In 2009, during the presidential elections, Fars assigned me to follow the incumbent, Mahmoud Ahmadinejad, on the campaign trail. After he won a widely disputed victory and protests surged on the streets, I was stunned when my bosses forbade me to take pictures of the gatherings. Despite their orders, I took photographs of silent demonstrations, Dumpsters on fire and people running past burning buses, and smuggled them out to international publications. One image — of a woman in front of the Azadi Tower with her arms outspread making the peace sign with each hand — was chosen for the cover of Time magazine. Within a few days of its publication, the managing director of Fars threatened to brand me a spy and to testify against me. A few weeks later, I fled first to Turkey, then to Norway as a political refugee, where I have been ever since.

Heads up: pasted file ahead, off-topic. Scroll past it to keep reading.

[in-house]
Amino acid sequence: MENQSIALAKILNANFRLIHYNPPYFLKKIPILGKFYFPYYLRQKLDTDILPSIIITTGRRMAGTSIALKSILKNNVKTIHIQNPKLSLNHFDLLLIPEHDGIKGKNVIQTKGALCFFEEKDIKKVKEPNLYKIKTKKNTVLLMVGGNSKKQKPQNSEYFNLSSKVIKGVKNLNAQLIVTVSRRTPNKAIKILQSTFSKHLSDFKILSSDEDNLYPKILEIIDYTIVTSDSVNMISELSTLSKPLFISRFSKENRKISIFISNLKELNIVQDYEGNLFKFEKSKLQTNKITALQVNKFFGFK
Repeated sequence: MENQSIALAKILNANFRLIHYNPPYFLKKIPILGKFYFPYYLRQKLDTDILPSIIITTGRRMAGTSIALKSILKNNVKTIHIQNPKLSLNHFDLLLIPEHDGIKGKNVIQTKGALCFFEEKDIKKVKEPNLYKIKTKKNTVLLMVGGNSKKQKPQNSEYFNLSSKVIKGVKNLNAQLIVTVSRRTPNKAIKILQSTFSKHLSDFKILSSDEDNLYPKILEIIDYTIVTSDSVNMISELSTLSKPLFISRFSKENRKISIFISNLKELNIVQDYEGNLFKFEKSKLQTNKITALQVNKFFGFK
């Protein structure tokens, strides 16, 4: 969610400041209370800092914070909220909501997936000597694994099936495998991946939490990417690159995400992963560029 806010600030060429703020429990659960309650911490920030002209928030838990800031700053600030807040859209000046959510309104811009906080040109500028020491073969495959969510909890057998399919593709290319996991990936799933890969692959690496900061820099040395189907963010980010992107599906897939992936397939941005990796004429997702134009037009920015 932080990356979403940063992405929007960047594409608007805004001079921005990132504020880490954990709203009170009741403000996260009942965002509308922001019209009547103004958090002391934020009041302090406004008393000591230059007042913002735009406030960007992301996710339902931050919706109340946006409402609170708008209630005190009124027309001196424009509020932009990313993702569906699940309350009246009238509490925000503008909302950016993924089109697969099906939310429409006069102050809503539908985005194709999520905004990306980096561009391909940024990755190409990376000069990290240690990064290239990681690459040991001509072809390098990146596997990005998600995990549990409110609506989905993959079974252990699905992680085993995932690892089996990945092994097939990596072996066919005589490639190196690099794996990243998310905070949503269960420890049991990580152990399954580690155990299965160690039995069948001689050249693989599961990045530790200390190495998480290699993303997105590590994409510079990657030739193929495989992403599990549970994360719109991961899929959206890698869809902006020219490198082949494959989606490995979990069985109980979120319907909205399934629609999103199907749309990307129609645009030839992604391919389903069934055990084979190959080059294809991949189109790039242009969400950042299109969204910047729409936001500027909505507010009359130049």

I’m now, documents exile Iranians all over the globe. I have been working for almost 10 years on this project, and this project is my personal story, which also includes the stories of other Iranian immigrants in Norway, Sweden, USA, Canada, Turkey, Macedonia, Greece, Spain and France.
Although we all have different reasons for leaving, everyone I spoke to hoped one day to return home — but to a country where we can vote in truly democratic elections, dress the way we like, choose our own religion and speak, and photograph, freely.